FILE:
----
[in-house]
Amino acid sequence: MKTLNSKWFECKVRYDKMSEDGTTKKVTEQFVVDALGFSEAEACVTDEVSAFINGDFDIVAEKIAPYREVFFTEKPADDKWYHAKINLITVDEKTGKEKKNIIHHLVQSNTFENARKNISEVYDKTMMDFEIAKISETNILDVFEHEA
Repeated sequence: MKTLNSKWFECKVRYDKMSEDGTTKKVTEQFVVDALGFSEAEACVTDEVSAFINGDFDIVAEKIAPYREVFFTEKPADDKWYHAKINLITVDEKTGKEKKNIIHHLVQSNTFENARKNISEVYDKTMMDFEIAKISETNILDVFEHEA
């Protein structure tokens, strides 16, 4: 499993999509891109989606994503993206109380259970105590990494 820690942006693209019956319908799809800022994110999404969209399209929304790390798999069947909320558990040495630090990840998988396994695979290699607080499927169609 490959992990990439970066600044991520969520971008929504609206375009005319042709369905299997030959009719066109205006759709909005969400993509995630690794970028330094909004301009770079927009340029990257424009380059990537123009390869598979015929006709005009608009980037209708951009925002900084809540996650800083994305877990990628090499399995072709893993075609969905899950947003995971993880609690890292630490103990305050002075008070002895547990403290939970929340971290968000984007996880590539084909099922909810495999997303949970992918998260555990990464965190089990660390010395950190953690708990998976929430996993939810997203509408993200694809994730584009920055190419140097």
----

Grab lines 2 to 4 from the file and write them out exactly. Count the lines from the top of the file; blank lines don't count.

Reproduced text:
Amino acid sequence: MKTLNSKWFECKVRYDKMSEDGTTKKVTEQFVVDALGFSEAEACVTDEVSAFINGDFDIVAEKIAPYREVFFTEKPADDKWYHAKINLITVDEKTGKEKKNIIHHLVQSNTFENARKNISEVYDKTMMDFEIAKISETNILDVFEHEA
Repeated sequence: MKTLNSKWFECKVRYDKMSEDGTTKKVTEQFVVDALGFSEAEACVTDEVSAFINGDFDIVAEKIAPYREVFFTEKPADDKWYHAKINLITVDEKTGKEKKNIIHHLVQSNTFENARKNISEVYDKTMMDFEIAKISETNILDVFEHEA
């Protein structure tokens, strides 16, 4: 499993999509891109989606994503993206109380259970105590990494 820690942006693209019956319908799809800022994110999404969209399209929304790390798999069947909320558990040495630090990840998988396994695979290699607080499927169609 490959992990990439970066600044991520969520971008929504609206375009005319042709369905299997030959009719066109205006759709909005969400993509995630690794970028330094909004301009770079927009340029990257424009380059990537123009390869598979015929006709005009608009980037209708951009925002900084809540996650800083994305877990990628090499399995072709893993075609969905899950947003995971993880609690890292630490103990305050002075008070002895547990403290939970929340971290968000984007996880590539084909099922909810495999997303949970992918998260555990990464965190089990660390010395950190953690708990998976929430996993939810997203509408993200694809994730584009920055190419140097």